May 18, 2022 3:22 am

Hong Kong will cull 2,000 hamsters, guinea pigs and other pets for fear of covid contagion to humans

Hamster owners were trickling into the Sha Tin Animal Management Center, a gloomy building on the outskirts of Hong Kong. Most alone. Some admitted to having left tearful children at home. Everyone carefully wore their mask and behind it, a face of circumstances. In hand, a bag or a box. They came to deliver their pets, obeying the instructions of the authorities of the autonomous territory. In a move that sparked fury among Hong Kong citizens, the health department decided the sacrifice of 2,000 hamsters, chinchillas and guinea pigs after seven specimens in the same store animals tested positive for covid.

The sacrifice of small mammals was decided as a “precautionary measure” to prevent the spread of coronavirus in the former British colony – which like the rest of China adopted a “covid zero” policy – after a store employee and a client would get sick with covid and given the possibility that it was the rodents who infected them, in what would be the first known case of transmission of the virus from animals to people in Hong Kong. The importation of these animals was also temporarily prohibited.

The establishment, in the heart of Hong Kong, was closed on Tuesday, when the positive of the animals was confirmed. Late at night, health workers and officials could be seen leaving the shop, dressed from head to toe in protective suits, carrying red bags marked with a danger sign containing biological remains. The store of the establishment, which has six other branches in the city, was also closed.

Immediately, The Hong Kong Department of Health began to insistently request the owners of hamsters and other small mammals acquired after December 22, the date on which the infected batch was put up for sale, from the Netherlands. It is unknown whether the animals arrived as carriers of the virus or were infected in Hong Kong. “Internationally, there is no evidence that pets transmit the coronavirus to humans, but (…) we will take precautionary measures against any transmission vector,” explained Sophia Chan, the Secretary of Health, at a press conference. .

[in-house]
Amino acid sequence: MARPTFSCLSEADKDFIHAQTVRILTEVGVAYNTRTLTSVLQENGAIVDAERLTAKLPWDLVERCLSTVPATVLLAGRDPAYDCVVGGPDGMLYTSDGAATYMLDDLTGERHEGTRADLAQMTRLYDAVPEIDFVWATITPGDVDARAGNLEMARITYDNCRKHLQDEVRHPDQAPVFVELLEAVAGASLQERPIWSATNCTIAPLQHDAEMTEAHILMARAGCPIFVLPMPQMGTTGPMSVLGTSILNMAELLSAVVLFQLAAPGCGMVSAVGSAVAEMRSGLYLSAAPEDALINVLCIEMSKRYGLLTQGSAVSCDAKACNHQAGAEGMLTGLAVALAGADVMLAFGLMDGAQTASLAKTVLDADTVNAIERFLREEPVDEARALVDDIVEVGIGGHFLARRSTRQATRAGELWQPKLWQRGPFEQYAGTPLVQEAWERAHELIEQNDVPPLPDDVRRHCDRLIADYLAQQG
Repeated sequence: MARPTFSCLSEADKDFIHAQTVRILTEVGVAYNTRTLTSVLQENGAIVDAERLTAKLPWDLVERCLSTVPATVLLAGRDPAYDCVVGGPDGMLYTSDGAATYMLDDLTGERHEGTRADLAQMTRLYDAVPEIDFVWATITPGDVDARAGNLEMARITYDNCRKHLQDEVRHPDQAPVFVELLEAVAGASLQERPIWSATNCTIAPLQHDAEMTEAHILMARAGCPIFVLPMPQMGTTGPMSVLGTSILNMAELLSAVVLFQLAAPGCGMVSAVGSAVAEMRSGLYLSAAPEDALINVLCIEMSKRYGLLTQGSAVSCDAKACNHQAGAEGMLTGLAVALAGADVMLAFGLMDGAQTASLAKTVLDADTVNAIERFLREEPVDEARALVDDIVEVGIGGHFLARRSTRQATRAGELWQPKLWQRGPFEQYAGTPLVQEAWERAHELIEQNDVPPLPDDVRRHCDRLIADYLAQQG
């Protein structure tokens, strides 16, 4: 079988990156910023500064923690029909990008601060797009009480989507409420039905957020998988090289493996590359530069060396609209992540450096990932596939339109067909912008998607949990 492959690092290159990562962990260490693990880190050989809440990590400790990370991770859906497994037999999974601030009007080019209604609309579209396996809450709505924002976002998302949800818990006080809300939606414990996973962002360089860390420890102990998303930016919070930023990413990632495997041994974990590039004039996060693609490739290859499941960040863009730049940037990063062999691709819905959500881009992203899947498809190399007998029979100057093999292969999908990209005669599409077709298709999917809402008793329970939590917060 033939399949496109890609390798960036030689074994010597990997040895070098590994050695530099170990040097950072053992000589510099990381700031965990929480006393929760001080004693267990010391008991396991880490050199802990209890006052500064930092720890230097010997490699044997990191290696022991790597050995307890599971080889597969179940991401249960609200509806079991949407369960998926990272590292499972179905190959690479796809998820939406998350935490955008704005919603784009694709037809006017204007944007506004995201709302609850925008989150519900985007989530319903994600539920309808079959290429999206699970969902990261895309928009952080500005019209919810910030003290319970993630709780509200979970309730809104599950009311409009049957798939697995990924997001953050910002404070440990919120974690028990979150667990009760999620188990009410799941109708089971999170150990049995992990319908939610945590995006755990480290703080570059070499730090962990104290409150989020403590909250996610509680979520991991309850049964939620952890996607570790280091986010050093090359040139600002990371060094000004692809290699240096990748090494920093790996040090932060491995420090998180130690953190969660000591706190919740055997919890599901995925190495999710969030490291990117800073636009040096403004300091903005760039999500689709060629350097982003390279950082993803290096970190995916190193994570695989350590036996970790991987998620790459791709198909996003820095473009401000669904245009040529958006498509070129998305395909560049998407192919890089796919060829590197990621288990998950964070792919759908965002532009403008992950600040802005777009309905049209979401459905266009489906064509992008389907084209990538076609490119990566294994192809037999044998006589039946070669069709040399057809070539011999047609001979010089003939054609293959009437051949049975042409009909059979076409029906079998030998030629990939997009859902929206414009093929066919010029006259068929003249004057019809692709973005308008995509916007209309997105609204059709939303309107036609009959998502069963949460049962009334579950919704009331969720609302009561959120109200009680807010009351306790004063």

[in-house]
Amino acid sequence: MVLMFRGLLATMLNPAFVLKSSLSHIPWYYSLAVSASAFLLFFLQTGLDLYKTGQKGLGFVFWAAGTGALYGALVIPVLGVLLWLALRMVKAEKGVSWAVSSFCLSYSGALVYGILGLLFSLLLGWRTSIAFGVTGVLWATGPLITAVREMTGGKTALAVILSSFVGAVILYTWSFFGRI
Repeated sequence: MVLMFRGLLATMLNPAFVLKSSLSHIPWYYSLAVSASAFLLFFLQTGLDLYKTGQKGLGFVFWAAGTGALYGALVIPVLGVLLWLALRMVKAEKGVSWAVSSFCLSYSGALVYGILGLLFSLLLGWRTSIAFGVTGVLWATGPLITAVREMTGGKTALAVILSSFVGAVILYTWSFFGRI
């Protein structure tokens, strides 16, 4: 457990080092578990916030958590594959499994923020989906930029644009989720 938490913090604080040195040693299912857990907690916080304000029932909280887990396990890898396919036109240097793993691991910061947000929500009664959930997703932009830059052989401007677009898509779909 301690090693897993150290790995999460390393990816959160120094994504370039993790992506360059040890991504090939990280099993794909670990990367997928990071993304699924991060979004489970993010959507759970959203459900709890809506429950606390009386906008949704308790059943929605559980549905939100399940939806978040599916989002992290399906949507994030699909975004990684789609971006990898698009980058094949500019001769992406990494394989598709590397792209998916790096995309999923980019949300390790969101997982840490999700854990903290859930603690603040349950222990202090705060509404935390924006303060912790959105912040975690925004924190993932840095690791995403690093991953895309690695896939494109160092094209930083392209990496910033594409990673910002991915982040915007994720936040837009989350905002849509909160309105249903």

A woman brings her master to the Sha Tin animal management center on WednesdayBERTHA WANG (AFP)

The decision to euthanize the animals outraged pet owners and animal rights organizations. More than 25,000 people, out of a population of 7.4 million Hong Kongers, signed a petition calling for an “unfair and brutal” measure to be withdrawn. “A pet is its owner’s best friend, and thousands of people could unjustifiably lose their most beloved companions to government orders,” the petition states.

An animal rights organization, Life on Palm, claims to have received calls from more than a hundred hamster owners concerned about the health of their families and considering getting rid of them. The group, quoted by the Hong Kong newspaper South China Morning Post, urges the authorities not to cull the rodents and wonders about the need to kill so many animals when the positives were detected in a single store. Instead, he recommends testing them for covid and keeping them under observation in a ventilated place.

But government scientists spoke out against this option, stating that the territory lacks facilities to maintain and carry out covid tests to as many specimens under the right conditions.

Speaking to the Commercial Radio station, microbiologist Yuen Kwok-yung added the low proportion of the population vaccinated against covid to the reasons for the sacrifice. “This decision would not have been necessary if the entire Hong Kong population had been inoculated,” he alleged. Although more than 70% of the residents of the enclave received at least two doses, among those over 80 years of age that figure drops to less than 20%. “Doctors respect all lives, but when it comes to fighting the pandemic and public health, you have to make a decision about what is best for everyone”he declared.

At the animal management center, a man surnamed Chan who came to deliver his hamster told Hong Kong television RTHK his support for the official decision. “I have children at home, better not take risks”. Another citizen, surnamed Hau, told the agency AFP his concern for the health of his elderly parents, with whom he shares a house, although he recognized that his 10-year-old son was inconsolable over the loss of his pet Pudding. “I have no choice, the government made it sound so serious,” he declared.

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